In his presentation, Mark Bower, group vice president of export, metallurgical and industrial coal marketing, Norfolk Southern, allowed an increasingly rare but very honest mea culpa. “How was our performance? Not good. There were signs of things coming last year, but we started to prepare too late.” In truth, few saw the huge amount of sudden demand that came on in late 2010.

The surge in export demand that began last year was so great that by January 15 NS’s Lambert’s Point coal port in Norfolk “was completely out of load dates through March.” Operating at full speed ahead, Lambert’s March run rate was the best in a decade. “Earlier this month, we dumped a remarkable 500,000 tons in six days” as the facility’s run rate was approaching 2.2 million ton per month, or an annualized rate of 26.4 million tons.

With the largest east coast terminals at DTA, Kinder Morgan’s Pier IX, Chesapeake Bay and CNX all sold out. “Our assumption is that if you don’t already have space, you’re not going to get it,” said Bower. Though a few ports may be able to be re-configured in the relative short term, according to Bower the only major terminal with relatively large amounts of extra capacity is NS’s Lambert’s Point Pier 6 terminal in Norfolk.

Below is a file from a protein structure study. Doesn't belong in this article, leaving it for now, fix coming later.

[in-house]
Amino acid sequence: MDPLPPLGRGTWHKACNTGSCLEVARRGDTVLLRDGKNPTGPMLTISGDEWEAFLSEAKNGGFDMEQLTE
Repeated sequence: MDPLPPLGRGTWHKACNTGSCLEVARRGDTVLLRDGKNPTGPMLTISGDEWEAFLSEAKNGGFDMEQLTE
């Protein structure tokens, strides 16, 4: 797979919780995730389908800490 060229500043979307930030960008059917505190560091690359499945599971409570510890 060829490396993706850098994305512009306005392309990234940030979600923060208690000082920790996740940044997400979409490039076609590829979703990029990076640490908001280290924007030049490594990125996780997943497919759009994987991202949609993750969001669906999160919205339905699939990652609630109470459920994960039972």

The current terminal, ironically largely built in the 1960s to serve the Japanese met market, 50 years later is serving an ever-growing amount of Asian customers. During that time, Lambert’s all time through-put high was 40 million tons, its low was down around 10 million tons. In 2010, the facility dumped 16.5 million tons. Bower believes today its “realistic capacity” with improvements is slightly more than 30 million tons. In its recent first quarter earnings call, NS announced it was going to move forward with plans to ramp up Lambert’s Point, albeit cautiously.

Buchsbaum is a Denver-based freelance writer and photographer specializing in industrial subjects. He can be reached through his Web site at www.lmbphotography.com or by phone at 303-746-8172.